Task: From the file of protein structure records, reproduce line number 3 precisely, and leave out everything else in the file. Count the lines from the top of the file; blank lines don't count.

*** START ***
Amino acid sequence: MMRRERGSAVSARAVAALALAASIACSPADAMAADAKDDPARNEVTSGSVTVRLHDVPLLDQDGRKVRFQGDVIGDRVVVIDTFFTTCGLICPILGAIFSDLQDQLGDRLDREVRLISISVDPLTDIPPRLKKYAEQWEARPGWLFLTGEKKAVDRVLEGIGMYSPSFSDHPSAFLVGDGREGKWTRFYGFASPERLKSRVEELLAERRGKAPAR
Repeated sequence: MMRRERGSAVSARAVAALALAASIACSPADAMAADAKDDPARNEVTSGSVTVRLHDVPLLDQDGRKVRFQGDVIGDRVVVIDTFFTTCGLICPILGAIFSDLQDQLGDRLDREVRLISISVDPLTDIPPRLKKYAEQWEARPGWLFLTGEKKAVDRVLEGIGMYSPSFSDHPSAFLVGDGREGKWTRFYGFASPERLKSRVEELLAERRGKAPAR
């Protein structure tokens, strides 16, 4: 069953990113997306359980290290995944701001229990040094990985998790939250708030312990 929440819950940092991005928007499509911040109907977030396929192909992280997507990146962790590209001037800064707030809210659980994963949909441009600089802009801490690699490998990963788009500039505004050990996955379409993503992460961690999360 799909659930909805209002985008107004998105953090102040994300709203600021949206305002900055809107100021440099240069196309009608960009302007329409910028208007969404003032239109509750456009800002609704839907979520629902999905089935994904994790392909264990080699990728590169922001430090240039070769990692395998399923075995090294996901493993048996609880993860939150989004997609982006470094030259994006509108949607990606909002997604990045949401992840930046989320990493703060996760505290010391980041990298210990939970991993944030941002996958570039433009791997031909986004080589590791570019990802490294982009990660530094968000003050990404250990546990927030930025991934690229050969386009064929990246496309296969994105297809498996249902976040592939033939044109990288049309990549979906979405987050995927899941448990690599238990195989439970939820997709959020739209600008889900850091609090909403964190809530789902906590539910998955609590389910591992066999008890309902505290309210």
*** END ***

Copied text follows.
């Protein structure tokens, strides 16, 4: 069953990113997306359980290290995944701001229990040094990985998790939250708030312990 929440819950940092991005928007499509911040109907977030396929192909992280997507990146962790590209001037800064707030809210659980994963949909441009600089802009801490690699490998990963788009500039505004050990996955379409993503992460961690999360 799909659930909805209002985008107004998105953090102040994300709203600021949206305002900055809107100021440099240069196309009608960009302007329409910028208007969404003032239109509750456009800002609704839907979520629902999905089935994904994790392909264990080699990728590169922001430090240039070769990692395998399923075995090294996901493993048996609880993860939150989004997609982006470094030259994006509108949607990606909002997604990045949401992840930046989320990493703060996760505290010391980041990298210990939970991993944030941002996958570039433009791997031909986004080589590791570019990802490294982009990660530094968000003050990404250990546990927030930025991934690229050969386009064929990246496309296969994105297809498996249902976040592939033939044109990288049309990549979906979405987050995927899941448990690599238990195989439970939820997709959020739209600008889900850091609090909403964190809530789902906590539910998955609590389910591992066999008890309902505290309210």